ANCHORAGE - The thief moved with supreme delicacy in the dim light, boldly attempting a quick heist before retreating into the watery shadows, but not before tape from a nearby camera captured the culprit's massive flippers and capsule-shaped head.
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More than enough for an ID.
The yawning mouth and thin lower jaw could only belong to one of the deep sea's giants - a sperm whale - caught snacking on oil-rich sablefish, or black cod, from a commercial fishing line in the eastern Gulf of Alaska.
Fishermen and scientists have known for at least two decades that the whales were snatching small numbers of fish from miles of longline in the world's largest black cod fishery. But last spring was the first time they actually caught one of the wily leviathans in the act.
The 45-second recording begins with the signature rapid-fire clicks of a sperm whale before the animal, most likely a male, swims into view and clamps down gently on a longline. Seconds later, a two-foot-long black cod pops off a nearby hook like a charm lost from a bracelet. The whale then releases the line and floats out of sight followed by the dead fish.
The whale moved with surprising grace and deliberateness, gently plucking the line like a guitar string, said Jan Straley, an assistant professor at the University of Alaska Southeast.
"The video showed they are very intelligent," said Aaron Thode, an associate researcher at the University of California, San Diego. "Now we want to see if all whales do same thing or use different strategies."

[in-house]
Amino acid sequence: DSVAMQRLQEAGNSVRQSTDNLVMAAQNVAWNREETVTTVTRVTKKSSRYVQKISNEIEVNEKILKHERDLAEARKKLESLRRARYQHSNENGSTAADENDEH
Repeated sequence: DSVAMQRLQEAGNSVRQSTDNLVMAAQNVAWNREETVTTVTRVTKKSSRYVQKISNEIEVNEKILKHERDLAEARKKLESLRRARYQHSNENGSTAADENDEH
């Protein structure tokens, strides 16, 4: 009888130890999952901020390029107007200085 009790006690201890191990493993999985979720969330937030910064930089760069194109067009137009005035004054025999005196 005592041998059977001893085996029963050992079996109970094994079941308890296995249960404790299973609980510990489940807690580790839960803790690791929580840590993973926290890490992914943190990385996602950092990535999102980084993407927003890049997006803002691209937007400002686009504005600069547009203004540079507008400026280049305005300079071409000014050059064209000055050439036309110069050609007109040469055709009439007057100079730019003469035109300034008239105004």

The camera was mounted on a longline baited with two black cod. At first, the large-brained whales were wary of the device, Thode said. Only after scientists camouflaged the device in a tangle of rope and dead fish did the whales approach.
Straley and Thode's research is focused on coming up with benign techniques for fishermen to deter the whales. Through his acoustic research, Thode verified last year that the whales key in on the sporadic bubbling of fishing boat engines to locate what amounts to miles of subsurface shish kebab.
The sweet, flaky flesh of the black cod, long prized in Japan and Hawaii, is gaining popularity in the mainland U.S., where it is also listed on menus as butterfish.
Straley and Thode think the footage, taken in clear waters up to 350 feet deep, may be the first to document a feeding sperm whale. Usually the animals dine on giant squid and other fish in the pitch-black depths thousands of feet below the surface.
The scientists estimate there are 100 mostly male sperm whales feeding from longlines in the study area from the south end of Baranof Island to the town of Yakutat. The whales leave behind partially chewed bodies, dismembered lips and sometimes nothing at all.
Fishermen and fisheries managers say the overall economic loss to the gulf's 410-boat sablefish fleet is probably low, but has increased in the past decade.
Fishermen fear the problem could intensify as the endangered marine mammals increase in number and teach each other the techniques of sablefish rustling. Once a prime target of whalers, scientists suspect sperm whales are recovering in oceans worldwide, although there are no definitive population numbers.
The National Geographic Society, which helped pay for the video equipment, has exclusive rights to the video and has no immediate plans to air it, according to Heather Cabral, spokeswoman for the society's licensing department. The researchers are hoping to collect more footage this summer with the society's help and may try to attach a camera to a whale's body, Straley said.
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